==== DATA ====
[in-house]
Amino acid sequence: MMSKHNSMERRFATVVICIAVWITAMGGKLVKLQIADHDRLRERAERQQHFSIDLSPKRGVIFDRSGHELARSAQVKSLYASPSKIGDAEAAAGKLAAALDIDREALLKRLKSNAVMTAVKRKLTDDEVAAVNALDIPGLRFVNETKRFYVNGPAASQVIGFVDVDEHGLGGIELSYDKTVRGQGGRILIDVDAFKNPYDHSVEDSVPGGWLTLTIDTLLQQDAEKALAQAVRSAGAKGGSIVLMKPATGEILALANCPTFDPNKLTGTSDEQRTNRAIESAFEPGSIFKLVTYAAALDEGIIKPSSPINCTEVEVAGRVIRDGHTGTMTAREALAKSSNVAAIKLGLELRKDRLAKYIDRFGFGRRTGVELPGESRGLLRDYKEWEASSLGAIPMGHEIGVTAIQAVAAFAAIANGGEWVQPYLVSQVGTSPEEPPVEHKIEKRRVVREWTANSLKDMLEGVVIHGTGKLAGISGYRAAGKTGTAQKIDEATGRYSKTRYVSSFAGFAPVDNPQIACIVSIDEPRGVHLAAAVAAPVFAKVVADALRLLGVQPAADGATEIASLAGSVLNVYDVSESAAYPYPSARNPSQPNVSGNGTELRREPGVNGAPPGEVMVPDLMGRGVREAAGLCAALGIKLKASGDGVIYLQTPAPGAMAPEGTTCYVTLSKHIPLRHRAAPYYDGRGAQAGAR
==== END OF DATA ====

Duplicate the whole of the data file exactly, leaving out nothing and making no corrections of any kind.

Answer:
[in-house]
Amino acid sequence: MMSKHNSMERRFATVVICIAVWITAMGGKLVKLQIADHDRLRERAERQQHFSIDLSPKRGVIFDRSGHELARSAQVKSLYASPSKIGDAEAAAGKLAAALDIDREALLKRLKSNAVMTAVKRKLTDDEVAAVNALDIPGLRFVNETKRFYVNGPAASQVIGFVDVDEHGLGGIELSYDKTVRGQGGRILIDVDAFKNPYDHSVEDSVPGGWLTLTIDTLLQQDAEKALAQAVRSAGAKGGSIVLMKPATGEILALANCPTFDPNKLTGTSDEQRTNRAIESAFEPGSIFKLVTYAAALDEGIIKPSSPINCTEVEVAGRVIRDGHTGTMTAREALAKSSNVAAIKLGLELRKDRLAKYIDRFGFGRRTGVELPGESRGLLRDYKEWEASSLGAIPMGHEIGVTAIQAVAAFAAIANGGEWVQPYLVSQVGTSPEEPPVEHKIEKRRVVREWTANSLKDMLEGVVIHGTGKLAGISGYRAAGKTGTAQKIDEATGRYSKTRYVSSFAGFAPVDNPQIACIVSIDEPRGVHLAAAVAAPVFAKVVADALRLLGVQPAADGATEIASLAGSVLNVYDVSESAAYPYPSARNPSQPNVSGNGTELRREPGVNGAPPGEVMVPDLMGRGVREAAGLCAALGIKLKASGDGVIYLQTPAPGAMAPEGTTCYVTLSKHIPLRHRAAPYYDGRGAQAGAR